An African American proverb (?)

Charles Doyle cdoyle at UGA.EDU
Fri Jul 31 15:33:59 UTC 2009

Several scholars have identified as a proverb the expression "What God got lot out for a man he'll get it."

As found in the typescript of reminiscences by an ex-slave for the WPA Writers' Project of the late 1930s, the saying certainly looks as if it was being used proverbially. And the sense is (almost) clear; one scholar has paraphrased it, "If it's for you, you’ll get it."

But what is the grammar of the sentence?  Following the auxiliary "got," is that (apparent) verb "lot" a rare participle of "lay"--or what the transcriber actually heard for "laid"?  Or is it a contraction of "allotted" or some other verb based on "lot" in the sense of 'destiny'?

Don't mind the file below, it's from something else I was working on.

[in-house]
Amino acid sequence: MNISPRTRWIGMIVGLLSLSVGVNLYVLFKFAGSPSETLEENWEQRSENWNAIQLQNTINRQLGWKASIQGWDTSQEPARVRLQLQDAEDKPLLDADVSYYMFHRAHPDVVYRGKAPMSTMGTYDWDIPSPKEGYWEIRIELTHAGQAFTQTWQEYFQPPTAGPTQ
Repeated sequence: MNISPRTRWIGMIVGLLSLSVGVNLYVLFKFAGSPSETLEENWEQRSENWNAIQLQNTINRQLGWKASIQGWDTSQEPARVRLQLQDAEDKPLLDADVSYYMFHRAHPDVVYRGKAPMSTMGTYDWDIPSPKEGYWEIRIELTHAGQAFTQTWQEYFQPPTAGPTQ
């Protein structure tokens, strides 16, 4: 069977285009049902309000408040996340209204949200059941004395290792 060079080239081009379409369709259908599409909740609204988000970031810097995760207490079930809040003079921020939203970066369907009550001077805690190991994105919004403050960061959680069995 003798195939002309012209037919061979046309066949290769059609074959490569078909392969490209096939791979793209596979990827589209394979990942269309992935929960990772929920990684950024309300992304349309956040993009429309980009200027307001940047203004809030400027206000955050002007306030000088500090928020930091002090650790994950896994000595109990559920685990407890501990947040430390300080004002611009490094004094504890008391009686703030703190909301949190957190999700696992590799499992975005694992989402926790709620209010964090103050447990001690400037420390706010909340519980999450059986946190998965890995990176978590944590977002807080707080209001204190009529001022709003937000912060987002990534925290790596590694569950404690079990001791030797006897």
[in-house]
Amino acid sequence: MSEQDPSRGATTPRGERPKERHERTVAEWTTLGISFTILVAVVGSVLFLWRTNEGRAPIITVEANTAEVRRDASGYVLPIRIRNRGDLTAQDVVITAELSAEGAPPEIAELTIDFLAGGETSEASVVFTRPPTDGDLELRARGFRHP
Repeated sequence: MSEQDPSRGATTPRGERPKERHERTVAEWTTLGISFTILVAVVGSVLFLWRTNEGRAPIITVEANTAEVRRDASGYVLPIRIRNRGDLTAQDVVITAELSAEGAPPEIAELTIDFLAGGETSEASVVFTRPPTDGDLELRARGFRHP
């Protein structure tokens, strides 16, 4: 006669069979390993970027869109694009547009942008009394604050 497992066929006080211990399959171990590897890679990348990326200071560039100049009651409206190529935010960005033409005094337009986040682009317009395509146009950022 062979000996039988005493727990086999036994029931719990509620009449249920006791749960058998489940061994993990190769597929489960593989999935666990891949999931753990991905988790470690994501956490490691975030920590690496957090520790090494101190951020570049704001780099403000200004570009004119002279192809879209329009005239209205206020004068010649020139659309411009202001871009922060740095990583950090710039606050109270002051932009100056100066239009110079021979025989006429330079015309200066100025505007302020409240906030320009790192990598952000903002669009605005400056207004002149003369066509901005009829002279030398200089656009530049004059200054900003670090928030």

We should remember, of course, that the transcribers employed for the project were not necessarily well trained for the task--and they were also capable of typos!

Any opinions (or guesses) will be welcome.


The American Dialect Society -

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